At first, it sounds crazy -- wouldn't hot water take longer to freeze? Weirdly enough, the opposite is sometimes true. Join Lauren to learn more about a mystery that's puzzled humanity for centuries in this episode of BrainStuff.
p.s. - If you wanna conduct this experiment yourself, you have to control your variables really carefully! Here's a good guide: http://www.sciencebuddies.org/science-fair-projects/project_ideas/Phys_p032.shtml#summary
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Hi, I’m Lauren Vogelbaum, and this is BrainStuff. Water is one of the most important substances on Earth – as far as life goes, at least. And it can do some weird stuff. For example, it reaches a maximum density at around 4 degrees Celsius, and then becomes less dense before it freezes. And here’s another strange thing: hot water can freeze faster than cold water. But why?
OK, this is a very old question – Rene Descartes thought about it, and Francis Bacon before him. Aristotle pondered the mystery, too. Today, we call this phenomenon the Mpemba effect, after a guy named Erasto Mpemba, who first observed the effect on ice cream when he was just 13 years old. His teacher, for the record, laughed at him. Well, who’s laughing now?
Turns out Erasto was onto something big, and teams of experts would spend the next few decades trying to explain why water behaves this way. Could evaporation be the key, for example? What about gasses dissolving from hot water? Scientists around the world cooked up dozens of theories, and none were able to completely explain the process. But, as of 2013, that may have changed.
A research assistant at the University of Zagreb in Croatia claims that convection currents in warm water cause it to cool more rapidly, and the Royal Society of Chemistry agrees with him – they actually gave the guy a thousand-pound prize for his experiments. But he’s not the only contender for a solution.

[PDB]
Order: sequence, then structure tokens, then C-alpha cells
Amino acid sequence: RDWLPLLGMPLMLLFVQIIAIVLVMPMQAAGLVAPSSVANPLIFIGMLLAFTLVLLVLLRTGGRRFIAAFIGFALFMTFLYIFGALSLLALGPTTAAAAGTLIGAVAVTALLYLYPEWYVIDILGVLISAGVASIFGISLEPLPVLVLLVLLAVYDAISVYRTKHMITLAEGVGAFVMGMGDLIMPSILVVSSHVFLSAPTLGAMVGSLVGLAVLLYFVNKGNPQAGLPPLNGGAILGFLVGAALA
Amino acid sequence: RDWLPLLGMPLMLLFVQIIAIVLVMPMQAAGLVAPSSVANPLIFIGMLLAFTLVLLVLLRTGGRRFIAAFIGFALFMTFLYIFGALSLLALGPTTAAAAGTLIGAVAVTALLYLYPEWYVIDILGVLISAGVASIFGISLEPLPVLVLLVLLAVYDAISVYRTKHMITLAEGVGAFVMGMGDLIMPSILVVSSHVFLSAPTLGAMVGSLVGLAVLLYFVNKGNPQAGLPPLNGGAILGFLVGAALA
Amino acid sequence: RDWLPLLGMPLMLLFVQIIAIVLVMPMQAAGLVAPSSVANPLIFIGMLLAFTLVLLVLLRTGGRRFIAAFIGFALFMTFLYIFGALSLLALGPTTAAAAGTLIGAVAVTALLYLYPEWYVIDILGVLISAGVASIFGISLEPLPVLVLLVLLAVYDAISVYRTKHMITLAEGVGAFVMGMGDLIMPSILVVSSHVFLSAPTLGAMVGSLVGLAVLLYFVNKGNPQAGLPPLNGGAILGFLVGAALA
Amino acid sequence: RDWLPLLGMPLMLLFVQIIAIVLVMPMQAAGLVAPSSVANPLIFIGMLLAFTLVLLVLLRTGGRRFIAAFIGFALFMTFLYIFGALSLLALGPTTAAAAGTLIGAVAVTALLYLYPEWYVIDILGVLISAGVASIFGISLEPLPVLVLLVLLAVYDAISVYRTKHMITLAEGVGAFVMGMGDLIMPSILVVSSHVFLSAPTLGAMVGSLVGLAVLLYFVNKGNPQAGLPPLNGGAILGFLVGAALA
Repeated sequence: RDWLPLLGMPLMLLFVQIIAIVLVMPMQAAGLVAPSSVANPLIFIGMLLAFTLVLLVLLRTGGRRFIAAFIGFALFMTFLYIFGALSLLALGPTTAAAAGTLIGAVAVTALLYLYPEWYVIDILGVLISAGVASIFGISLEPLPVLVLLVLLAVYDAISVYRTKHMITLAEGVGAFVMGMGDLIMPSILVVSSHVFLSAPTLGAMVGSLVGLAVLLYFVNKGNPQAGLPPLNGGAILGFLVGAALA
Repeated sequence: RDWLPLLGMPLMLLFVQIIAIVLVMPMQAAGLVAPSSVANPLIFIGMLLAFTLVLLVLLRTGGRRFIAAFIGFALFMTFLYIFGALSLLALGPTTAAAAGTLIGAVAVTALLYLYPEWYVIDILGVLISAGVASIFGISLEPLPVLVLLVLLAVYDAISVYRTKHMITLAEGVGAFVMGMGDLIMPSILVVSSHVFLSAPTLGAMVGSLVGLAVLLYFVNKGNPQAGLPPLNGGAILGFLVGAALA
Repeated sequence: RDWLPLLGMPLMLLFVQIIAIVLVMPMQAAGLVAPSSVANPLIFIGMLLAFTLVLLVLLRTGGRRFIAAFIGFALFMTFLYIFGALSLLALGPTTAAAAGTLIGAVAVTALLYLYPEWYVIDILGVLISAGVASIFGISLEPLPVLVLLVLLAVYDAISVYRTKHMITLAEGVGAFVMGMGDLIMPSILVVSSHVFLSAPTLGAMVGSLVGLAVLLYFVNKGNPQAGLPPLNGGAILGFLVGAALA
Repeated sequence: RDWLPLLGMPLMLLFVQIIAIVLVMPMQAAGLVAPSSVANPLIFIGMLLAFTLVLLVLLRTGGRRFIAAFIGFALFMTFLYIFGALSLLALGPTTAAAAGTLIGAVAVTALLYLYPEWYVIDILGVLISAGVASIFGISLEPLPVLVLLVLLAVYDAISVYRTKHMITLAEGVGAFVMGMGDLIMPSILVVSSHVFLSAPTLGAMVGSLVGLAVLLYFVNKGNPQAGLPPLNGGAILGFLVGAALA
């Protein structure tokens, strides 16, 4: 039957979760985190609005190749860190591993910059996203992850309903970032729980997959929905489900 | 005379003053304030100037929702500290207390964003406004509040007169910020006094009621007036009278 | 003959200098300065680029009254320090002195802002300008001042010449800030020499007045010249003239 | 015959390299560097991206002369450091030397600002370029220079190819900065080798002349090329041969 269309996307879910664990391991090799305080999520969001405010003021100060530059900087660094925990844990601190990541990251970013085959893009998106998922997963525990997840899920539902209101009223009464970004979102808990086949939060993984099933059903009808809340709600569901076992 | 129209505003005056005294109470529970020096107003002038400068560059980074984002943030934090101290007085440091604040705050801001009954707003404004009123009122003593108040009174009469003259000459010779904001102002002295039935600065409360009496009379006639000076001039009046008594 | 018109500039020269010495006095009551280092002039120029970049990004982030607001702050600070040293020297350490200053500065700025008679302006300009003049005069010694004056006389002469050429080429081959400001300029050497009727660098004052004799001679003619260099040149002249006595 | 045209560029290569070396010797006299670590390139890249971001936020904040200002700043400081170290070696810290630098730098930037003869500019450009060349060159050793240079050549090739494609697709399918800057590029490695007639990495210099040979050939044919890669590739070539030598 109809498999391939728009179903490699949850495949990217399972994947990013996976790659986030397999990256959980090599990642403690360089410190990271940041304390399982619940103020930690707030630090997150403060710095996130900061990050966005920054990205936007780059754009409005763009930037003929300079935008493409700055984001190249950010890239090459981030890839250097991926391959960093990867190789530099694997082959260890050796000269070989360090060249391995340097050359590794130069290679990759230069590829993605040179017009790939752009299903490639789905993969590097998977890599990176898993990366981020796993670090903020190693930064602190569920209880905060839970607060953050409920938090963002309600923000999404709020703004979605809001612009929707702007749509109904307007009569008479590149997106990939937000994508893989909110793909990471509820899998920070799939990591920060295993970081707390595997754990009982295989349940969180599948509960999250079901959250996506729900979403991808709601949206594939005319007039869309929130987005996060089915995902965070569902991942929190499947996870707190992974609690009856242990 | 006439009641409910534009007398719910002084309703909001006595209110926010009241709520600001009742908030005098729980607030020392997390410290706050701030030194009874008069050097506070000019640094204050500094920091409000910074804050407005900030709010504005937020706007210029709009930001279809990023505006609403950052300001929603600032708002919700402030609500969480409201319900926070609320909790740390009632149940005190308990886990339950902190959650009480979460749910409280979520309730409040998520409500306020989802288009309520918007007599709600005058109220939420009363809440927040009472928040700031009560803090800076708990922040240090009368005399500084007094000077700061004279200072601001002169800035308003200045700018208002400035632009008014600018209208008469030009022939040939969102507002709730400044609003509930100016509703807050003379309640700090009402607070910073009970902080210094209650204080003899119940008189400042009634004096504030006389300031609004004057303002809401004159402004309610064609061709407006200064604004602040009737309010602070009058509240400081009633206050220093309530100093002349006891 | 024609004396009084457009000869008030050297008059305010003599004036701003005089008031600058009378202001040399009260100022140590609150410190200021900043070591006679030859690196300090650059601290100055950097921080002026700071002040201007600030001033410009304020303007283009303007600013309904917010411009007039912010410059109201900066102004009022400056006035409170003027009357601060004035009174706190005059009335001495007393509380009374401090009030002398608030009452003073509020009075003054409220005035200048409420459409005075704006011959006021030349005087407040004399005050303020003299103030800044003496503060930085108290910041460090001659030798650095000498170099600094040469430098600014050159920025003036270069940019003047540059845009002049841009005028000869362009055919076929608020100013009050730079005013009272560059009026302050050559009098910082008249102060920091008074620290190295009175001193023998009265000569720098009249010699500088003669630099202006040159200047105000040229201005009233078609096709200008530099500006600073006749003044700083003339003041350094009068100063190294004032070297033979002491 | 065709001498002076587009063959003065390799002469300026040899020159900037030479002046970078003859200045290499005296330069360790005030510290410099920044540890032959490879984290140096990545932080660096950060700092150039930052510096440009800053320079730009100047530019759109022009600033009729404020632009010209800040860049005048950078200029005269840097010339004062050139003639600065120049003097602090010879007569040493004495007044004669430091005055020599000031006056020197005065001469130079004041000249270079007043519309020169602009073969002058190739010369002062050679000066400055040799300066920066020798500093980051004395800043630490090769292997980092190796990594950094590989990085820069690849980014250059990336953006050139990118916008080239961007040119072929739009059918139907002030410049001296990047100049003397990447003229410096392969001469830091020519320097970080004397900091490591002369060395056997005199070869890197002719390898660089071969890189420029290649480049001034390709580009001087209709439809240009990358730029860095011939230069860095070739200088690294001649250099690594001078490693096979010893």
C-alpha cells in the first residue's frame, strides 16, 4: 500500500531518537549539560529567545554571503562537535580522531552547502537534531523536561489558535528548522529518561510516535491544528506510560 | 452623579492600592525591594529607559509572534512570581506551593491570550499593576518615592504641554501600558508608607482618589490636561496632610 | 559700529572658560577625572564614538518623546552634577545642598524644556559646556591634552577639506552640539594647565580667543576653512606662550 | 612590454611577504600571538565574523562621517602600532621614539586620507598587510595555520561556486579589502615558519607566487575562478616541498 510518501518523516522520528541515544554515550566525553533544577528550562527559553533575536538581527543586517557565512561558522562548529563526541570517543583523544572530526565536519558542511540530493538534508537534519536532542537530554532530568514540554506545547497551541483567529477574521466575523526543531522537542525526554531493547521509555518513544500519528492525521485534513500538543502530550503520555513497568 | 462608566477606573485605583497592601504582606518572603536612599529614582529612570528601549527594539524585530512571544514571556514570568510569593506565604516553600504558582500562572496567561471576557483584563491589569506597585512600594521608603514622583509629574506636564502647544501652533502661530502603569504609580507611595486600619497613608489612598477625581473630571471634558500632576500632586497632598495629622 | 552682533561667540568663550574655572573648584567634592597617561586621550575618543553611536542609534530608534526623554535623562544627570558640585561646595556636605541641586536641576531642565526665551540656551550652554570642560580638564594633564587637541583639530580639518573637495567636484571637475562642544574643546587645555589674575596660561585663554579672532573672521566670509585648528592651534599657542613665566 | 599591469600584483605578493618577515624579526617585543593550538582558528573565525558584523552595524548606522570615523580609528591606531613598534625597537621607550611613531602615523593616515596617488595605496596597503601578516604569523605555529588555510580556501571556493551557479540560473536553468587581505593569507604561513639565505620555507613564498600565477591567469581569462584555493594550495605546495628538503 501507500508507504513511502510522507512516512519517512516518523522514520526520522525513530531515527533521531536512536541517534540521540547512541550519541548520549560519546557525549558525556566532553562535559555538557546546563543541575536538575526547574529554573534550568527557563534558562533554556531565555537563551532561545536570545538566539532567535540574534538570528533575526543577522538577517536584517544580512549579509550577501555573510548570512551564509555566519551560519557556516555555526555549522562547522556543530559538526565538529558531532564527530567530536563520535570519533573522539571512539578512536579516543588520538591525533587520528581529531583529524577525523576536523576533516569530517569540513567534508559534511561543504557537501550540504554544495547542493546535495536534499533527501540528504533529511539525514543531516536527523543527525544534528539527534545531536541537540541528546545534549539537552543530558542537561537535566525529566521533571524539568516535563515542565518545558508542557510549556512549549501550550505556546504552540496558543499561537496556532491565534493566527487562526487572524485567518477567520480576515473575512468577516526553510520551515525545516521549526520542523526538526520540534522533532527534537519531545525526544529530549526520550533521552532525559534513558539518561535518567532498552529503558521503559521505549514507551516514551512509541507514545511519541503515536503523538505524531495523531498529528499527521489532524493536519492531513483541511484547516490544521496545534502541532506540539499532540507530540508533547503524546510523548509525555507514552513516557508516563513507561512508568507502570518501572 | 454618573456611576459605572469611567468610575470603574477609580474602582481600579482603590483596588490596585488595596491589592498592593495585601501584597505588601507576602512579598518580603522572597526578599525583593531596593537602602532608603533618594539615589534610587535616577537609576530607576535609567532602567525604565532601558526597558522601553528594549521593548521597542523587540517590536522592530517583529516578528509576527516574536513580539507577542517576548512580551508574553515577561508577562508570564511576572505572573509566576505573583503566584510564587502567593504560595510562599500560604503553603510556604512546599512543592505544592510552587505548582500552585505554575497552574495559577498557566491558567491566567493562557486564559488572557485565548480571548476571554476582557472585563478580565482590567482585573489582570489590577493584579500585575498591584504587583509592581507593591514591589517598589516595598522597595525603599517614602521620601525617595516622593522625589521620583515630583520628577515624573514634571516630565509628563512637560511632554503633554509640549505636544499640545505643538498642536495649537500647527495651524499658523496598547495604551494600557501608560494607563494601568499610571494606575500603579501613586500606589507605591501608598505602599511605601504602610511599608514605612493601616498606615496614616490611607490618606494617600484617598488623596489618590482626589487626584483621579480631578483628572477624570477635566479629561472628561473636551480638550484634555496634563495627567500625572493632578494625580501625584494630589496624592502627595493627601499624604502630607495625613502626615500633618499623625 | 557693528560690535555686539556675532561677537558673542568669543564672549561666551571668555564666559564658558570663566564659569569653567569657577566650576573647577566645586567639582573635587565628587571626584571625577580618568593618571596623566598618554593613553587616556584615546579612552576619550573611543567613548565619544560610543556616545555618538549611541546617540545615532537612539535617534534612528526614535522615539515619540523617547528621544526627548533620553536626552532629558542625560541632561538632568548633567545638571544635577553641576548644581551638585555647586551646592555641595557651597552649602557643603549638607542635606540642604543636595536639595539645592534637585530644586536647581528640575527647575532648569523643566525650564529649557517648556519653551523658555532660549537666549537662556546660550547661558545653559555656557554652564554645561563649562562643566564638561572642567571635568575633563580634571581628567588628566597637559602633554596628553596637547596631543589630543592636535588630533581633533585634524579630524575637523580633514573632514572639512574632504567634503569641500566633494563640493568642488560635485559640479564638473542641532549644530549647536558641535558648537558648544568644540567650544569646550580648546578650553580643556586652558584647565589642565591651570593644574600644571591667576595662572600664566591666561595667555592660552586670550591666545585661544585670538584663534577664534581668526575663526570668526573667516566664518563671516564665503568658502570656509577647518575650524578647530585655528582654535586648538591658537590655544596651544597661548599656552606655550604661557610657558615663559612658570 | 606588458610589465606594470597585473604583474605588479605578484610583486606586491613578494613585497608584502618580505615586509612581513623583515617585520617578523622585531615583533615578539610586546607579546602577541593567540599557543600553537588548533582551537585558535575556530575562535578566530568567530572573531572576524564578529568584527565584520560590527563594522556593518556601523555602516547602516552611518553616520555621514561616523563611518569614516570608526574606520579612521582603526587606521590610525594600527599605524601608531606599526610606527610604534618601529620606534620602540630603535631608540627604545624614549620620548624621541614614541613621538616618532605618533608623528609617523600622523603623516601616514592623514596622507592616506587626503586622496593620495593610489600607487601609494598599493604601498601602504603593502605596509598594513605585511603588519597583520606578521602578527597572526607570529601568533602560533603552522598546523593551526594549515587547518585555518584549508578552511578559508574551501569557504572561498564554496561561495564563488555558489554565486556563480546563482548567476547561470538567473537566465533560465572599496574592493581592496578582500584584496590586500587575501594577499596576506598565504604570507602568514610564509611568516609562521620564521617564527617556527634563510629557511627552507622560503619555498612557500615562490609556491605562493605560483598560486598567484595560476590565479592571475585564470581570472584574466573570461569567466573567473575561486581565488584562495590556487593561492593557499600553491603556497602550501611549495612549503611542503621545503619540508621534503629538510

A team of physicists at the Nanyang Technological University in Singapore took the question to a much smaller level. They claim that the answer lies in the bonding – not, you know, hanging out with friends-type bonding, but molecular bonding. Two kinds, actually.
You see, every water molecule is made of two hydrogen atoms bonded to a single atom of oxygen. These are covalent bonds, which means that they share electrons between one another. This is a chemical bond. Separate water molecules are bound to their neighbors by weaker hydrogen bonds, which occur when a hydrogen atom from one water molecule is close to the oxygen atom of another water molecule. This is an electromagnetic attraction, and it’s what gives water some of its strange abilities, like its unusually high boiling point of 100° Celsius – that’s 212 Fahrenheit.
So, these scientists in Singapore argue that the Mpemba effect comes from an interaction between the covalent bonds – the inner water molecule bonds – and the hydrogen bonds between different molecules.
Here’s how they think it works: When water molecules are close together, their natural repulsion causes the covalent bonds to stretch and store energy. As the water warms up, it becomes less dense. The hydrogen bonds stretch as the molecules move further apart. When these hydrogen bonds stretch, they allow the covalent bonds to shrink and release their energy.
This is equivalent to cooling – so, according to the Nanyang theory, hot water is essentially able to release energy faster, leading to a quicker freeze. It’s important to note that at this point that the work hasn’t been peer-reviewed, so it’s not a sure thing yet. But even if it’s just a contributing factor, it’s a promising lead to a question that’s puzzled humanity for some 2500 years.
How Water Works: http://science.howstuffworks.com/environmental/earth/geophysics/h2o.htm
Full Paper: “O:H-O Bond Anomalous Relaxation Resolving Mpemba Paradox” http://arxiv.org/pdf/1310.6514v2.pdf
Covalent Bonds: http://www.chemguide.co.uk/atoms/bonding/covalent.html
Have scientists worked out why hot water freezes faster than cold water?
Royal Chemistry Society Winner Interview: http://www.rsc.org/mpemba-competition/mpemba-winner.asp
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